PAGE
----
Friday, September 18, 2020

A few charts and thoughts on the election

From time to time I update a chart or make a new one, and I realize it is worthy of highlighting. But then I delay posting it, looking for some broader theme to tie it too. I invariably regret doing that, so here is a short post with just 4 charts and some brief comments.

Chart #1

Chart #2

A few days ago the Census Bureau released its calculation of Median Household Income for 2019. As Chart #1 shows, this measure of prosperity increased at a historically significant rate. It rose a record-setting 8.7% from 2018 in nominal terms, and 7% in real terms, the latter being shown in Chart #2. Trump can claim credit for much of this, given his significant tax cuts and regulatory reform which began to take effect in 2018. 

It's arguable, of course, but I think Biden's agenda, which calls for significant tax hikes across the board, as well as an environmental agenda that would involve huge costs, economic turmoil (you don't easily get rid of an addiction to fossil fuels), and re-regulation (especially of the labor market), would be a drag on growth. Biden's agenda is anti-growth and anti-business, in the belief that addressing income inequality, social justice, and global warming are paramount.  

Chart #3

Chart #3 shows a huge, record-setting increase in homebuilder sentiment, which in turn foreshadows a significant pickup in housing starts. It's no secret that historically low mortgage rates have been a boon to the housing market and home construction, as well as to consumer sentiment. Who couldn't love sub-3% mortgage rates? 

Mortgage rates are low because the 10-yr Treasury yield, currently only 0.7%, is at levels once that though impossibly low, and the 10-yr is the primary driver of mortgage rates. And Treasury yields are low not because the Fed is promising to keep short-term rates near zero for the next 2-3 years, but because investors the world over are desperately demanding safety and security. The Fed is keeping rates low because it is forced to accommodate the world's huge demand for safe assets. On the bright side, the wave of risk aversion that has carried Treasury yields to unbelievably low levels is helping to generate a wave of new willingness to invest in homes as well as many other hard and financial assets. Remember, the new meme that the Fed is promoting is "Borrow and Buy," as I have noted in recent posts. When interest rates are super-low, it pays to borrow, and it pays to buy almost anything that will eventually benefit from renewed growth and—possibly—higher inflation.

Chart #4

On a less promising note, Chart #4 shows that passenger air traffic, which a few weeks ago was picking up (Labor Day holiday-related) has now resumed its flat trend. This detracts from the otherwise V-shaped recovery narrative that we have seen in housing, employment, industrial production, and retail sales. I think the economy will continue to improve at a relatively fast pace, but it's not yet gangbusters.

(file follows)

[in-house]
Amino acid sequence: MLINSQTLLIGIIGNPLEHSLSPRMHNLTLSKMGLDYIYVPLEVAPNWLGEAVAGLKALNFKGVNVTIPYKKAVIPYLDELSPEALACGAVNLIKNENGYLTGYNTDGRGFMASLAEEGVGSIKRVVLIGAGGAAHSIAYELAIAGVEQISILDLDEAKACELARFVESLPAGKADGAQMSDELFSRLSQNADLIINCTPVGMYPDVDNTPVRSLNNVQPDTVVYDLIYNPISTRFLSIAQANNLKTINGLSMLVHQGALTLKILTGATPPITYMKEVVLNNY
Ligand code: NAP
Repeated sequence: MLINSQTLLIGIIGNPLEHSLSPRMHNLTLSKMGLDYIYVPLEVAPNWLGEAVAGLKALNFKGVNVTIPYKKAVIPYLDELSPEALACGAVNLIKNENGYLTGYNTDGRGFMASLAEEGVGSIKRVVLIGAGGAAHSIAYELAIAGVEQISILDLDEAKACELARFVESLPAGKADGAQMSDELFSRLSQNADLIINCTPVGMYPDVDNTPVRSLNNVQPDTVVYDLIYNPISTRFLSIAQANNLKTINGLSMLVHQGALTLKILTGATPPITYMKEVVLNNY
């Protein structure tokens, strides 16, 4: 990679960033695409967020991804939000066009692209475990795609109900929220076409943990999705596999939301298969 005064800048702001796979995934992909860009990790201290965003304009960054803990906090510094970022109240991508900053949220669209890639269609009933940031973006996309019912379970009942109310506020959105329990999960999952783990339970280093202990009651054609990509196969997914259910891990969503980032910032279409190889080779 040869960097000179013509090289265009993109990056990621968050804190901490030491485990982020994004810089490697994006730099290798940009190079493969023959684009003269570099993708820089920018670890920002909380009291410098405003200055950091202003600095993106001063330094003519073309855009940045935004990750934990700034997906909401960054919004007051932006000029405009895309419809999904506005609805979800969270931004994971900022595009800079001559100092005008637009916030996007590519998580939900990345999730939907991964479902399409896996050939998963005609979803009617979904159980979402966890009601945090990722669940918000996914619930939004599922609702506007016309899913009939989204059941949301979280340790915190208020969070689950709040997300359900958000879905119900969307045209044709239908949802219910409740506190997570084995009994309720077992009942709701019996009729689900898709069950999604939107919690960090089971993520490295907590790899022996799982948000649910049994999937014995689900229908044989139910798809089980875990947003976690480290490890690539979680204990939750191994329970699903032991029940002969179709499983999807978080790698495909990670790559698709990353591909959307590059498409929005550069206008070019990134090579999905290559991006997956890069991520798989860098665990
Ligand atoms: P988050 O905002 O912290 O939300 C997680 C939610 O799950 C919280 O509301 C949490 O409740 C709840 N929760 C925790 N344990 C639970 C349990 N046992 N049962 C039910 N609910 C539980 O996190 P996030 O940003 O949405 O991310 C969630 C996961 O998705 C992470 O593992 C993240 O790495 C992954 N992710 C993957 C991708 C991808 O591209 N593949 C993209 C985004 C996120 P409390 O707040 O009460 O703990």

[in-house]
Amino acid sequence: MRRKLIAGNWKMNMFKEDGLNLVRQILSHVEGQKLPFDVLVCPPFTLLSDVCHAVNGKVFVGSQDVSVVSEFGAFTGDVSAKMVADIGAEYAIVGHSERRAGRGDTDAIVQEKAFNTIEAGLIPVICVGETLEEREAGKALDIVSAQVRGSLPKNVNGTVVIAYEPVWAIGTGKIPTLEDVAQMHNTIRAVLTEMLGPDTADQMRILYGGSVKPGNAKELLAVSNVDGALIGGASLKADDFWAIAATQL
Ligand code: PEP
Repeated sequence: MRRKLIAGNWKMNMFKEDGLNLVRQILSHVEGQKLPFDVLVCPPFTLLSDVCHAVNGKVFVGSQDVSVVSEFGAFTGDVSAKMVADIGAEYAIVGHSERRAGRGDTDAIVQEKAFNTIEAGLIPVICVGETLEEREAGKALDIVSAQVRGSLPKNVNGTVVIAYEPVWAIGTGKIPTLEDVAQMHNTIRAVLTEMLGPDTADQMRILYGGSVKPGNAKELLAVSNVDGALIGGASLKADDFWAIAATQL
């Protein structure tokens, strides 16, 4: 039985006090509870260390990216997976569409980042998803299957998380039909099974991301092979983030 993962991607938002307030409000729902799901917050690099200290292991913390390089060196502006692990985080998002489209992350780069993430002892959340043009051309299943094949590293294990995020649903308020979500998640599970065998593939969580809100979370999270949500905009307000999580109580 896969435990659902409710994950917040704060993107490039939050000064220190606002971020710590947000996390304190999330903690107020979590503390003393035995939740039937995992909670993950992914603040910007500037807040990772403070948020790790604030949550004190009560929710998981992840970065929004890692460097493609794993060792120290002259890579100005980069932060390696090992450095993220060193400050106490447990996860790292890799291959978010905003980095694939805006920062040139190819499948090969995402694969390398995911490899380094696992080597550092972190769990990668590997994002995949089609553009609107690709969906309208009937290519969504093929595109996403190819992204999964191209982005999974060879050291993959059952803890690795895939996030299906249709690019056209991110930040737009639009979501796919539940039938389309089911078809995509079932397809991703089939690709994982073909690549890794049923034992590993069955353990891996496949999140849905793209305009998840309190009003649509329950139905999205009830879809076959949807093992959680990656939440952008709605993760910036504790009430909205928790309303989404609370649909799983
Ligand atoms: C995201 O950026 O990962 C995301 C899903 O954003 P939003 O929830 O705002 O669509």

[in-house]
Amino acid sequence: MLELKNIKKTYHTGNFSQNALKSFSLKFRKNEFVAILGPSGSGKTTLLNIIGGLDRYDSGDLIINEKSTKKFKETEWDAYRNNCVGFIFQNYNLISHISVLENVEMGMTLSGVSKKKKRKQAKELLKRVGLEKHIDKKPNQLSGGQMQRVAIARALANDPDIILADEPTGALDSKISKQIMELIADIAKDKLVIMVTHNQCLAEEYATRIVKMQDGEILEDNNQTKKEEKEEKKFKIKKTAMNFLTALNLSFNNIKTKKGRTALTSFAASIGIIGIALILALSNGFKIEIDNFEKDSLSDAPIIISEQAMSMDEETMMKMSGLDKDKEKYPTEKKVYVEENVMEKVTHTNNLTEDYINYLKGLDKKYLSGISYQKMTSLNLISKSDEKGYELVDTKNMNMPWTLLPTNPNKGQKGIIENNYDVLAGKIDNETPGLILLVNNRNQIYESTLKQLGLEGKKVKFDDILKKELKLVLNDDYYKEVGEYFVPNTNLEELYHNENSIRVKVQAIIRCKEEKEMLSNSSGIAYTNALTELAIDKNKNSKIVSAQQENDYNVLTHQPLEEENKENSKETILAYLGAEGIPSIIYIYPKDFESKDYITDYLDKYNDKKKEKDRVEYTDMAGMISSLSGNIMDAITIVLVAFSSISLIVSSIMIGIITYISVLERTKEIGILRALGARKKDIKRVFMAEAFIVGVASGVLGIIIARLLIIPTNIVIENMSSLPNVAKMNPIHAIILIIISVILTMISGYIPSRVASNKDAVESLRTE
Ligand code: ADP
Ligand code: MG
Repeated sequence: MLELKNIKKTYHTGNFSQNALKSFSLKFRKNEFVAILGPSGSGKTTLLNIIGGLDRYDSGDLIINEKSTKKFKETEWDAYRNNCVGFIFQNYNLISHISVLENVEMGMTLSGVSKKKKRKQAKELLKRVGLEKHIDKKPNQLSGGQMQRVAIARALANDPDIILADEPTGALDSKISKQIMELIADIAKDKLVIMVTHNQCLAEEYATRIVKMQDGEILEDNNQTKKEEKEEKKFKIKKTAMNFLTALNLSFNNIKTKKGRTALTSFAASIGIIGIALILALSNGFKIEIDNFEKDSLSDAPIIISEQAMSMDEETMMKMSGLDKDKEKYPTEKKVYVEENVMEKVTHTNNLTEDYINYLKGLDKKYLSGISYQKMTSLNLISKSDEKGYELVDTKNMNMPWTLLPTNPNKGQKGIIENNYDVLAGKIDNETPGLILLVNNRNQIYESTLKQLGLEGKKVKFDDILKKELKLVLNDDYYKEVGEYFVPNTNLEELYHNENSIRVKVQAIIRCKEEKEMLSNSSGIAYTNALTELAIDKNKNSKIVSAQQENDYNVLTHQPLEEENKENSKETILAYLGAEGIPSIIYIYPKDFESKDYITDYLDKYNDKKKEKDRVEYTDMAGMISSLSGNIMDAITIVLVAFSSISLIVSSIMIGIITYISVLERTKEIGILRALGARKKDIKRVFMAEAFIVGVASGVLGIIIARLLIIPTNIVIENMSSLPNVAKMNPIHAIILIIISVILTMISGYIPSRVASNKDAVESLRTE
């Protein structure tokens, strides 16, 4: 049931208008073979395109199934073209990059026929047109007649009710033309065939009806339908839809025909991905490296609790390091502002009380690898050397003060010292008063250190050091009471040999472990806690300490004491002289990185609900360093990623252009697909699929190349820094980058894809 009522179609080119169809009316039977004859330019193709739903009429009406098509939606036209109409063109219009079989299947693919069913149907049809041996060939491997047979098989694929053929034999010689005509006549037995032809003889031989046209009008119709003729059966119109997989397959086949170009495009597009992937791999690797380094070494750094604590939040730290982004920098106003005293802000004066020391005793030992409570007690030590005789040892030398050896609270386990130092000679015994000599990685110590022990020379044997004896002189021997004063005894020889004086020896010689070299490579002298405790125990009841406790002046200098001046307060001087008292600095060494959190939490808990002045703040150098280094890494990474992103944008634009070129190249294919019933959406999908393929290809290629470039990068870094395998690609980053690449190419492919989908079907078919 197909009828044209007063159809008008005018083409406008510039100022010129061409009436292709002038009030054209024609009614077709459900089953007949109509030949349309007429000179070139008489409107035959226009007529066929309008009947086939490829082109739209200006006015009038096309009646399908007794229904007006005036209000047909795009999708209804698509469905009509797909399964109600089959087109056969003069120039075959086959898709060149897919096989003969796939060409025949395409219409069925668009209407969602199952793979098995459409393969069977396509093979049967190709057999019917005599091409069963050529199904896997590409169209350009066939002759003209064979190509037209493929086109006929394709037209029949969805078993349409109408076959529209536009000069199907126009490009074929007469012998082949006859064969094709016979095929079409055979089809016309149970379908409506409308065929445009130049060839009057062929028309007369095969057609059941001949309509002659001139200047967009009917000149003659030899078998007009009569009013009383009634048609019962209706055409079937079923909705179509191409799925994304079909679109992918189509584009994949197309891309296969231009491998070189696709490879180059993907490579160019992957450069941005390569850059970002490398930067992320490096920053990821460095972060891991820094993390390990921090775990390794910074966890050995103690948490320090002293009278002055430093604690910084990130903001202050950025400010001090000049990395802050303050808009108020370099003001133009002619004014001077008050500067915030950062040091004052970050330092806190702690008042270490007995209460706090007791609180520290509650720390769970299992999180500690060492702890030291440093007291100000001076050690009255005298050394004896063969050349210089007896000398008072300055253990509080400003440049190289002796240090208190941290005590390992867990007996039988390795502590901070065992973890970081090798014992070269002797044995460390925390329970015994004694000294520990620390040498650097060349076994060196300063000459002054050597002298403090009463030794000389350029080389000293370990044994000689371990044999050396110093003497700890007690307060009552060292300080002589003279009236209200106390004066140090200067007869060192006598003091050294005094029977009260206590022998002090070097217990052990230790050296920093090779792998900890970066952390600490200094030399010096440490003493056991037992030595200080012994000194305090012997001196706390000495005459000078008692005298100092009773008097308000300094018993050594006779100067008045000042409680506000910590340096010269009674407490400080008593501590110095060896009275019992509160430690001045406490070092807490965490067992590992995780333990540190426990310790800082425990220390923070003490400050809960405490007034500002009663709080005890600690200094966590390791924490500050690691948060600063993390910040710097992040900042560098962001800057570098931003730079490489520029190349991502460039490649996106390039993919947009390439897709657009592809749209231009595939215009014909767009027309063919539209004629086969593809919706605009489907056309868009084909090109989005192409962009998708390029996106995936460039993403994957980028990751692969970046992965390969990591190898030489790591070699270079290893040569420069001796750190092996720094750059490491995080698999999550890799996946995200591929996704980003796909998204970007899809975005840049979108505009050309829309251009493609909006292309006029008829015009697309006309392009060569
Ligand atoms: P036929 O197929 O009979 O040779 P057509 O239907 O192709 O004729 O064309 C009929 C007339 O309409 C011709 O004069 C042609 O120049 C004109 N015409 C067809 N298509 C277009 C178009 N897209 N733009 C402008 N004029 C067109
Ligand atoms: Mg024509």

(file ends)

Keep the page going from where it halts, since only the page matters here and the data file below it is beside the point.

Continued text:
For all the promise of renewed growth, it remains the case that this year's gargantuan government spending and income redistribution will be a serious drag on growth for the foreseeable future. By borrowing many trillions, the government has commandeered a significant portion of the economy's resources and redirected those resources in ways which are very likely not as efficient as if those resources had been left in the hands of the private sector. Government can never spend other people's money as wisely and as efficiently as people can spend their own money, to paraphrase the great Milton Friedman.

From my supply-side perspective, the most important things to watch are confidence, employment, investment, and incentives to work and invest, all of which drive supply. Supply, as supply-siders believe, creates its own demand. Investment, production, and risk-taking are what deliver productivity, and productivity, coupled with more people and more work, is what delivers growth and prosperity. Spending follows production and growth; spending is not what drives the economy. 

Paying extra-generous unemployment benefits surely (and justly) helps those who were on the wrong side of government-mandated shutdowns, and it helps sustain consumption. But in the end it is harmful to the overall economy. There is no free lunch. It is increasingly clear that, as I predicted last April, government-ordered shutdowns were a catastrophic mistake, since nowhere in the world have they managed to derail the spread and devastation of the Covid virus, while in every case they have been hugely expensive and economically destructive to the lives and businesses of countless millions.

Supply-siders, as well as conservatives generally, believe that free markets and individual freedom are what create the fertile ground in which growth prospers. Modern-day liberals (as opposed to traditional liberals) believe that government actions (income redistribution, subsidies, price controls, regulations, industrial policies) are the main drivers of growth. Conservatives put their trust in individuals and businesses; liberals put their trust in government. You are free to choose, especially in the upcoming elections.

UPDATE (9/19/20): Mark Perry has a very interesting post on the demographics behind the household median income data. Excerpt: